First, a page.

"Shattered Sky" by Max Mitenkov.
© Please do not reproduce without artist's permission.
by Xanthi Barker
On the morning that I pulled the mirror down on my head and should have been knocked unconscious but instead remained awake to witness a thousand shattering shards of myself begin to eat into the naked skin of my stomach and legs, I thought, you know what, maybe it’s time I was leaving.
I’d screamed, of course, and he’d come running, but in the sliver-hop of his lazy nudity I’d read reluctance and finally jerked awake (and not from a dream but from the shock-numb of it), to feel at once the pain that was not nothing but immense.
Hot bursting rockets through the crest of my skull. Flesh tinges where the goose-bump skin was ripped. He said,
like it mattered now. Anyway, I said,
“It fell,” and he didn’t react so I said,
“No, OK, I pulled it.”
And he called out something to the Lord that he doesn’t believe in and then edged forward and pulled the undone frame from where it had fallen and was leaning between its own right-angled elbow and my newly-bruised side.
“Stay there,” he said.
I looked at my feet. Blood trickled into the carpet. You’d think this was the kind of thing people fainted about. The slit skin. The gaping. My blood didn’t blur. I thought, it’ll taste so nice.
He returned with a dust-pan and swept me clear and I tiptoed free, shaking my hips and legs to be free of the shards. Then outside seagulls screamed instead of me as I slumped upstairs to dab at the lacerations with crumpled tissues and press a cold flannel to my bump-risen head and get dressed and pack enough for a week or so and return to where he was sweeping unsuccessfully at the spiky carpet and say,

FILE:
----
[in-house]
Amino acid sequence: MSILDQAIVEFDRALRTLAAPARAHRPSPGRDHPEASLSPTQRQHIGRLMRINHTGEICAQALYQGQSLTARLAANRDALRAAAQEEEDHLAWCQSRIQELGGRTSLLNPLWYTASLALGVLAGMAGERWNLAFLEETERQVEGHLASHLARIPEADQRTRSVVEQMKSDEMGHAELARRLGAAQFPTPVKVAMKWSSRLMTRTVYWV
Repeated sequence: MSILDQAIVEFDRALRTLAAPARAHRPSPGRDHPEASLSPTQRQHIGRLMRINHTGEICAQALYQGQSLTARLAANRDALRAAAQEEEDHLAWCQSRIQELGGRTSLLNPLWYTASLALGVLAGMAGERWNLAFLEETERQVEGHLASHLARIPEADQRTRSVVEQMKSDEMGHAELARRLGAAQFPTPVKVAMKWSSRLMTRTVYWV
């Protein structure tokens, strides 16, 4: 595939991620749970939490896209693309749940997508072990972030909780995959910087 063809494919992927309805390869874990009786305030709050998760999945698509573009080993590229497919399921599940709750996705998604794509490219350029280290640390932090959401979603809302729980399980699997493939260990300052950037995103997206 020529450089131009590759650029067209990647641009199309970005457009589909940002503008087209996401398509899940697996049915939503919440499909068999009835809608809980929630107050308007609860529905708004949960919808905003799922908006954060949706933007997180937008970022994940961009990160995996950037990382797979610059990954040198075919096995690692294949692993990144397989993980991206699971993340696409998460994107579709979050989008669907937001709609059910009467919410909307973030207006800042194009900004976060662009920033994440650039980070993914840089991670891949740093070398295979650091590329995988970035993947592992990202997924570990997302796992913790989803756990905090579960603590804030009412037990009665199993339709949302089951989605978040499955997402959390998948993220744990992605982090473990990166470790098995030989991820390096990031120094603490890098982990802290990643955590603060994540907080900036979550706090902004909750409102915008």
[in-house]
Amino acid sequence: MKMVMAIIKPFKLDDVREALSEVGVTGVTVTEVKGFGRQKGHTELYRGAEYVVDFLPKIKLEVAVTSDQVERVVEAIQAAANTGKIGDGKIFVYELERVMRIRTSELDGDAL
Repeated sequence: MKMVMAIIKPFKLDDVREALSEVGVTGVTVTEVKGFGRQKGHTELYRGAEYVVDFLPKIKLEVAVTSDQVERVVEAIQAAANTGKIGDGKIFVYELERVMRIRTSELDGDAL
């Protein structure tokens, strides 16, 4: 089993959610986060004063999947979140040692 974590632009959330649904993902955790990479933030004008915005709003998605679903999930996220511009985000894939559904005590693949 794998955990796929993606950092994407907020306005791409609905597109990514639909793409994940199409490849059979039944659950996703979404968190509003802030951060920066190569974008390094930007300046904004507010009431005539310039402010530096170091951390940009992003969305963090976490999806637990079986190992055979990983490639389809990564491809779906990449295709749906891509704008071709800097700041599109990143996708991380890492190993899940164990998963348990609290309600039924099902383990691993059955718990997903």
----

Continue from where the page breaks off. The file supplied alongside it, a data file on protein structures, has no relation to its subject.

“I’m going, Ezra.”
“What?” he said.
“I’m leaving. I don’t want to do this anymore.”
And he said, “Oh,” like it was nothing at all, though his face fell and he looked up and some swept shards slipped down, off the dustpan, back to the carpet by his shod foot and the white sock of his right ankle that I realised then I would never again have to pair to the newly washed left.
“OK,” he said.
And that was it.
I put on my shoes and left and drag ged my bag to the cafe around the corner where croissants are a pound and everyone is a smiling Australian and I ordered a coffee and thought,
Well, that was easy.
And then I wondered why it’d taken me three years and more than just that mirror smashed to do it. But after that I thought, well I guess not everything dies when it might.
Xanthi Barker’s short stories have been published in Cadaverine, Open Pen and Notes from the Underground, as well as the Arts Council funded anthology, Things That Have Happened. Currently she is studying Comparative Literature at Goldsmiths, University of London and working on her first novel.